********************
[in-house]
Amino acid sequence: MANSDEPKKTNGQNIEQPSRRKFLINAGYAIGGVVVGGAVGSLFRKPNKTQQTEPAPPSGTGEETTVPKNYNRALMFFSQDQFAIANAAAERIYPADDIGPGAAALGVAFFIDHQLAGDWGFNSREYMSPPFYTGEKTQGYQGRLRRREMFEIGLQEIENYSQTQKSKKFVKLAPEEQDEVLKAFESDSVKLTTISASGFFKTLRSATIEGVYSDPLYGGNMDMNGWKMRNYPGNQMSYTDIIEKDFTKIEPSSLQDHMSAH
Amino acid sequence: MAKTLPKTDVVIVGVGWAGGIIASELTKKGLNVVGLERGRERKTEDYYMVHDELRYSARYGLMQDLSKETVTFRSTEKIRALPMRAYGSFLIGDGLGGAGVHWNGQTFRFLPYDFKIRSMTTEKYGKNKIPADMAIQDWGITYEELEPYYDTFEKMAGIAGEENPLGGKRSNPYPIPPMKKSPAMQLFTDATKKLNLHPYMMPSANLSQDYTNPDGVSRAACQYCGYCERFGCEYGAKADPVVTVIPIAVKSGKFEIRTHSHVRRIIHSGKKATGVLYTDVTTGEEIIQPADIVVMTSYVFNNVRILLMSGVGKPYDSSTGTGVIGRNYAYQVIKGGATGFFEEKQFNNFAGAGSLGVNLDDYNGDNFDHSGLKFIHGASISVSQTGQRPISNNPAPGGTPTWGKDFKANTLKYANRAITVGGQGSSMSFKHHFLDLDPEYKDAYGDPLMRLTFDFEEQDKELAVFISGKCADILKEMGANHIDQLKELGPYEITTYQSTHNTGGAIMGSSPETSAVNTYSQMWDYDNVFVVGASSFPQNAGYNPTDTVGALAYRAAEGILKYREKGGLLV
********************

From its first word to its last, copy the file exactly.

[in-house]
Amino acid sequence: MANSDEPKKTNGQNIEQPSRRKFLINAGYAIGGVVVGGAVGSLFRKPNKTQQTEPAPPSGTGEETTVPKNYNRALMFFSQDQFAIANAAAERIYPADDIGPGAAALGVAFFIDHQLAGDWGFNSREYMSPPFYTGEKTQGYQGRLRRREMFEIGLQEIENYSQTQKSKKFVKLAPEEQDEVLKAFESDSVKLTTISASGFFKTLRSATIEGVYSDPLYGGNMDMNGWKMRNYPGNQMSYTDIIEKDFTKIEPSSLQDHMSAH
Amino acid sequence: MAKTLPKTDVVIVGVGWAGGIIASELTKKGLNVVGLERGRERKTEDYYMVHDELRYSARYGLMQDLSKETVTFRSTEKIRALPMRAYGSFLIGDGLGGAGVHWNGQTFRFLPYDFKIRSMTTEKYGKNKIPADMAIQDWGITYEELEPYYDTFEKMAGIAGEENPLGGKRSNPYPIPPMKKSPAMQLFTDATKKLNLHPYMMPSANLSQDYTNPDGVSRAACQYCGYCERFGCEYGAKADPVVTVIPIAVKSGKFEIRTHSHVRRIIHSGKKATGVLYTDVTTGEEIIQPADIVVMTSYVFNNVRILLMSGVGKPYDSSTGTGVIGRNYAYQVIKGGATGFFEEKQFNNFAGAGSLGVNLDDYNGDNFDHSGLKFIHGASISVSQTGQRPISNNPAPGGTPTWGKDFKANTLKYANRAITVGGQGSSMSFKHHFLDLDPEYKDAYGDPLMRLTFDFEEQDKELAVFISGKCADILKEMGANHIDQLKELGPYEITTYQSTHNTGGAIMGSSPETSAVNTYSQMWDYDNVFVVGASSFPQNAGYNPTDTVGALAYRAAEGILKYREKGGLLV